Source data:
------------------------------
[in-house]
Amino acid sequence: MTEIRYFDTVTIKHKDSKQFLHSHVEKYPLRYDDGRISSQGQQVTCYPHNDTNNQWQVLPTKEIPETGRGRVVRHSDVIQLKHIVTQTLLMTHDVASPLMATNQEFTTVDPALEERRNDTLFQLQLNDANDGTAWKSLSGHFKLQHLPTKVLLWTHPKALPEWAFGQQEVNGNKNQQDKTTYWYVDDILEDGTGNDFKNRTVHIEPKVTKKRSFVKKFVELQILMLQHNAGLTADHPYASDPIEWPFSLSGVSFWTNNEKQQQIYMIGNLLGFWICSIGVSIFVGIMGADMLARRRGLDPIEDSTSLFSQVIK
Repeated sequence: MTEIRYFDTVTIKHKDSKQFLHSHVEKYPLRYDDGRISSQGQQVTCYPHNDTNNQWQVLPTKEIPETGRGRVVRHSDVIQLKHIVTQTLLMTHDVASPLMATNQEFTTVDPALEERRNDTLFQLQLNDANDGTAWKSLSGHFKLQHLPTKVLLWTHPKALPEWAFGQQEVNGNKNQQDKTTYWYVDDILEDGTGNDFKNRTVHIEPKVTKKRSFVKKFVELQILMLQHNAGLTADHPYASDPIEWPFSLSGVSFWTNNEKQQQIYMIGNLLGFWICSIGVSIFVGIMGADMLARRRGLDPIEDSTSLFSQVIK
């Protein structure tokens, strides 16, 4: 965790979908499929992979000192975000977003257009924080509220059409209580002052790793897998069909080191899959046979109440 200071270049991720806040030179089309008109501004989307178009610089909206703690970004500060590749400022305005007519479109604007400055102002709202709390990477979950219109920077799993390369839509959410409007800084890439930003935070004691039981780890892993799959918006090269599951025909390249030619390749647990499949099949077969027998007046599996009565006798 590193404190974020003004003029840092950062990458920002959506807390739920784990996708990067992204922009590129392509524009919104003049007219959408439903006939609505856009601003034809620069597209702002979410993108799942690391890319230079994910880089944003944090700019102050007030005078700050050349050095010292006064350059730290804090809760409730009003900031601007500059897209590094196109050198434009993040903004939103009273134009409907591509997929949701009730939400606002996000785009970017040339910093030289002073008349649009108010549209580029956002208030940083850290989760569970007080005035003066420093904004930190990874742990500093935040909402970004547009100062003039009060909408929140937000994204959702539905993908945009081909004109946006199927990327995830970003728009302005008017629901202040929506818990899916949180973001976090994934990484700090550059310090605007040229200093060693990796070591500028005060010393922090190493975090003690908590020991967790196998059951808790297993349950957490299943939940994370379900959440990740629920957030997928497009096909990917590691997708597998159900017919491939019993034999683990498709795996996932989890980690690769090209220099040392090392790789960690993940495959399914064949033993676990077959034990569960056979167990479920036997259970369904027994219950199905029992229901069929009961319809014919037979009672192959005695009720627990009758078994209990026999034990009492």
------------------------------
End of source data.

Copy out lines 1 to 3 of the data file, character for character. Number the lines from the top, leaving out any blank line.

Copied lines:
[in-house]
Amino acid sequence: MTEIRYFDTVTIKHKDSKQFLHSHVEKYPLRYDDGRISSQGQQVTCYPHNDTNNQWQVLPTKEIPETGRGRVVRHSDVIQLKHIVTQTLLMTHDVASPLMATNQEFTTVDPALEERRNDTLFQLQLNDANDGTAWKSLSGHFKLQHLPTKVLLWTHPKALPEWAFGQQEVNGNKNQQDKTTYWYVDDILEDGTGNDFKNRTVHIEPKVTKKRSFVKKFVELQILMLQHNAGLTADHPYASDPIEWPFSLSGVSFWTNNEKQQQIYMIGNLLGFWICSIGVSIFVGIMGADMLARRRGLDPIEDSTSLFSQVIK
Repeated sequence: MTEIRYFDTVTIKHKDSKQFLHSHVEKYPLRYDDGRISSQGQQVTCYPHNDTNNQWQVLPTKEIPETGRGRVVRHSDVIQLKHIVTQTLLMTHDVASPLMATNQEFTTVDPALEERRNDTLFQLQLNDANDGTAWKSLSGHFKLQHLPTKVLLWTHPKALPEWAFGQQEVNGNKNQQDKTTYWYVDDILEDGTGNDFKNRTVHIEPKVTKKRSFVKKFVELQILMLQHNAGLTADHPYASDPIEWPFSLSGVSFWTNNEKQQQIYMIGNLLGFWICSIGVSIFVGIMGADMLARRRGLDPIEDSTSLFSQVIK